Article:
James Carville-email from Democratic Senatorial Campaign Committee:
In the wake of the Delaware primary, everyone is talking about the Tea Party and momentum. I am focused on three numbers: 15, 5, 10."An Evening with David Plouffe" (Sacramento Press):
We've got 15 races within 5 points. Republicans only need 10 to get their grubby paws on the Senate. That's it. 10 wins, and Republicans will be living their dream. Mitch McConnell in charge. Insurance companies in control. Senate committees investigating President Obama all the way from his birth certificate to "death panels." Tuesday's primaries were a stark reminder of how hypermobilized the radical right is.
In regards to the midterm elections, he referred to his “now is not the time for bed-wetting" statement after the party lost the Massachusetts Senate election. He reiterated what he had stated in a UPI article: “This will be a tough election for our party and for many Republican incumbents as well. Instead of fearing what may happen, let's prove that we have more than just the brains to govern – that we have the guts to govern."Plouffe is "thrilled at the Tea Party’s triumphs" (Loyd Grove-The Daily Beast):
“Rove’s group is all secret money. It would be great if there was more attention paid by the media to force these guys to disclose who’s trying to buy Congress,” Plouffe says.Greg Sargent:
“Obviously, you need the economic dark clouds to lift and we know that’s not going to happen overnight,” Plouffe said. “But I do think our party can have a better election than a lot of observers believe if two things happen over the next 50 days—and, in some cases, much less than 50 because of early voting. One: That our candidates in those districts in those states make it a choice between two people. The more this is a choice, the more you bring the Republican into the discussion, the more motivational that’s going to be for Democrats. And secondly: We’ve obviously got to kick Democratic turnout up a little, because who comes out to vote is just as important as how they vote. Republicans are coming out in big numbers right now. I don’t think we can expect that to lessen. We’ve got to get Democrats out.”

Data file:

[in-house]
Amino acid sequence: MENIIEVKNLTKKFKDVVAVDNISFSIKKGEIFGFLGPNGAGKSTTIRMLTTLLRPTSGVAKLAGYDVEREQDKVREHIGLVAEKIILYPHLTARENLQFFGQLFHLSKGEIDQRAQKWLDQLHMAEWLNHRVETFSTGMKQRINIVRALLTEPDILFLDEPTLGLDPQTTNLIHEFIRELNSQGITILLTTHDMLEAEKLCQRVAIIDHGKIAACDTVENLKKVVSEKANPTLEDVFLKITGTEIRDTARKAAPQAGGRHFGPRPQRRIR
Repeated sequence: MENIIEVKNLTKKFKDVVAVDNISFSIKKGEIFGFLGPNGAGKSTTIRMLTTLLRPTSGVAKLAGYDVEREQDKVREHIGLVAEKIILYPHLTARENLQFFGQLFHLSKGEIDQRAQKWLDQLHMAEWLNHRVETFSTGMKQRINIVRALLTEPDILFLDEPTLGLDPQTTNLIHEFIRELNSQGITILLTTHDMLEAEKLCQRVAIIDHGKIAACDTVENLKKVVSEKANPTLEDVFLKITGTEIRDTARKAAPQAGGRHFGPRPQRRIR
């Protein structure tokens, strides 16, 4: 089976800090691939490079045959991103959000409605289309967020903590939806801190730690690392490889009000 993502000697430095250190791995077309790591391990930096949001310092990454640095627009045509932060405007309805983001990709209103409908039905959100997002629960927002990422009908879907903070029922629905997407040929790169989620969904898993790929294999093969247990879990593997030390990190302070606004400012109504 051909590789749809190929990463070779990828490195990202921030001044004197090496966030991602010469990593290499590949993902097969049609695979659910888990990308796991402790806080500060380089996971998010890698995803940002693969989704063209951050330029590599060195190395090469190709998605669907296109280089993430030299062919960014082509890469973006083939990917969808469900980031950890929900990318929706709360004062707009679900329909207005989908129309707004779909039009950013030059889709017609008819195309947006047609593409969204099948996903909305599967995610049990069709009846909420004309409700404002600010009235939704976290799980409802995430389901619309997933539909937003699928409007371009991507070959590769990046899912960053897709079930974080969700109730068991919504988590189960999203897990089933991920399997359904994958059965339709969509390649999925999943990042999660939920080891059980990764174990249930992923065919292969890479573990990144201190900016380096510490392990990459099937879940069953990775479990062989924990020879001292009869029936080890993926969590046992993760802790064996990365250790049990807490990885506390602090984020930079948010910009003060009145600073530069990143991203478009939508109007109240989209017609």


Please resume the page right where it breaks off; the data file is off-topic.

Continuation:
“We live in a very divided country,” he said. “We got 53 percent of the vote, and the 47 percent who voted against us did not do so casually. And when you’re trying to make progress in these tough economic times—now remember, the only thing that was worse was the Great Depression—it’s to be expected. At this point, Ronald Reagan’s approval rating was in the mid-30s [Obama’s is in the mid-40s], so I still think there’s a great deal of confidence given the economic situation we’re in.”
He added: “I do think, as time passes, there is going to be a great deal of understanding and appreciation for the tough decisions he made to help lift the economy while still focusing on the long term—like health care and energy. A lot of people in Washington judge everything through the prism of politics, not through the facts: Is he trying to do what he said he’d do in the campaign? Are we moving in the right direction? Is he being consistent to what he promised to do? Those are the questions that are really important to me, and I think on those questions, I’m very proud of the work that’s been done.” MORE...
Okay, so we now have two national polls suggesting that the Dem strategy of tying the GOP to Bush may finally be gaining some traction. For Dems, it's not a moment too soon. MORE...Howie P.S.: I went to Town Hall in Seattle last night for Plouffe's talk/book signing. One point he made (or straw he grasped, if you prefer) was that most people don't get their opinions based on national media. His advice:
what we have to do is try and reach these voters one on one, have a conversation between a neighbor, a family member.And one last pundit nugget on the 2010 midterm elections from Celinda Lake, discussing the "POLITICO/George Washington University Battleground Poll":
Older blue collar women are key.So get busy with that demo in your contacts-address book!